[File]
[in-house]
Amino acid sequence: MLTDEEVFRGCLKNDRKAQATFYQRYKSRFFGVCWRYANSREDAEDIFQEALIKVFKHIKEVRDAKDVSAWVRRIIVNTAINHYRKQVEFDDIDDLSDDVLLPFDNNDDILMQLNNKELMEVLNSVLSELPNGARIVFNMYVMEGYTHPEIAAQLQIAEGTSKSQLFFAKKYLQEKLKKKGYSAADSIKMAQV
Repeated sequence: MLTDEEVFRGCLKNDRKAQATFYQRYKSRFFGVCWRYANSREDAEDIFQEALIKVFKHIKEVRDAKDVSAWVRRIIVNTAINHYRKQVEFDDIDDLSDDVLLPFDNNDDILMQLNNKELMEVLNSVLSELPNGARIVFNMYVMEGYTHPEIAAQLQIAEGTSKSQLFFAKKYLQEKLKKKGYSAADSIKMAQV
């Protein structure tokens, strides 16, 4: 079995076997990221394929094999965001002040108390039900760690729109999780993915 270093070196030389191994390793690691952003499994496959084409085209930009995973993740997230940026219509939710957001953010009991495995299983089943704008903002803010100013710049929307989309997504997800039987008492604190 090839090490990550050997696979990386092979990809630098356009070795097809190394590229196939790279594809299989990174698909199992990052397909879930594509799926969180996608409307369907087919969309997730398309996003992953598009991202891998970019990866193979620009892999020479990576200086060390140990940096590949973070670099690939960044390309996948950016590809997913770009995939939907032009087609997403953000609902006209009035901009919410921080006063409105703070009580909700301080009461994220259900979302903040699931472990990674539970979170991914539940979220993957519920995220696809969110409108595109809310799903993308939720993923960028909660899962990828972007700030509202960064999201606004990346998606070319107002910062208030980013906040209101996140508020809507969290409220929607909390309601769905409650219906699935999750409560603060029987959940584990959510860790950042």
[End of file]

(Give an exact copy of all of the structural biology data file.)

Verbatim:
[in-house]
Amino acid sequence: MLTDEEVFRGCLKNDRKAQATFYQRYKSRFFGVCWRYANSREDAEDIFQEALIKVFKHIKEVRDAKDVSAWVRRIIVNTAINHYRKQVEFDDIDDLSDDVLLPFDNNDDILMQLNNKELMEVLNSVLSELPNGARIVFNMYVMEGYTHPEIAAQLQIAEGTSKSQLFFAKKYLQEKLKKKGYSAADSIKMAQV
Repeated sequence: MLTDEEVFRGCLKNDRKAQATFYQRYKSRFFGVCWRYANSREDAEDIFQEALIKVFKHIKEVRDAKDVSAWVRRIIVNTAINHYRKQVEFDDIDDLSDDVLLPFDNNDDILMQLNNKELMEVLNSVLSELPNGARIVFNMYVMEGYTHPEIAAQLQIAEGTSKSQLFFAKKYLQEKLKKKGYSAADSIKMAQV
């Protein structure tokens, strides 16, 4: 079995076997990221394929094999965001002040108390039900760690729109999780993915 270093070196030389191994390793690691952003499994496959084409085209930009995973993740997230940026219509939710957001953010009991495995299983089943704008903002803010100013710049929307989309997504997800039987008492604190 090839090490990550050997696979990386092979990809630098356009070795097809190394590229196939790279594809299989990174698909199992990052397909879930594509799926969180996608409307369907087919969309997730398309996003992953598009991202891998970019990866193979620009892999020479990576200086060390140990940096590949973070670099690939960044390309996948950016590809997913770009995939939907032009087609997403953000609902006209009035901009919410921080006063409105703070009580909700301080009461994220259900979302903040699931472990990674539970979170991914539940979220993957519920995220696809969110409108595109809310799903993308939720993923960028909660899962990828972007700030509202960064999201606004990346998606070319107002910062208030980013906040209101996140508020809507969290409220929607909390309601769905409650219906699935999750409560603060029987959940584990959510860790950042």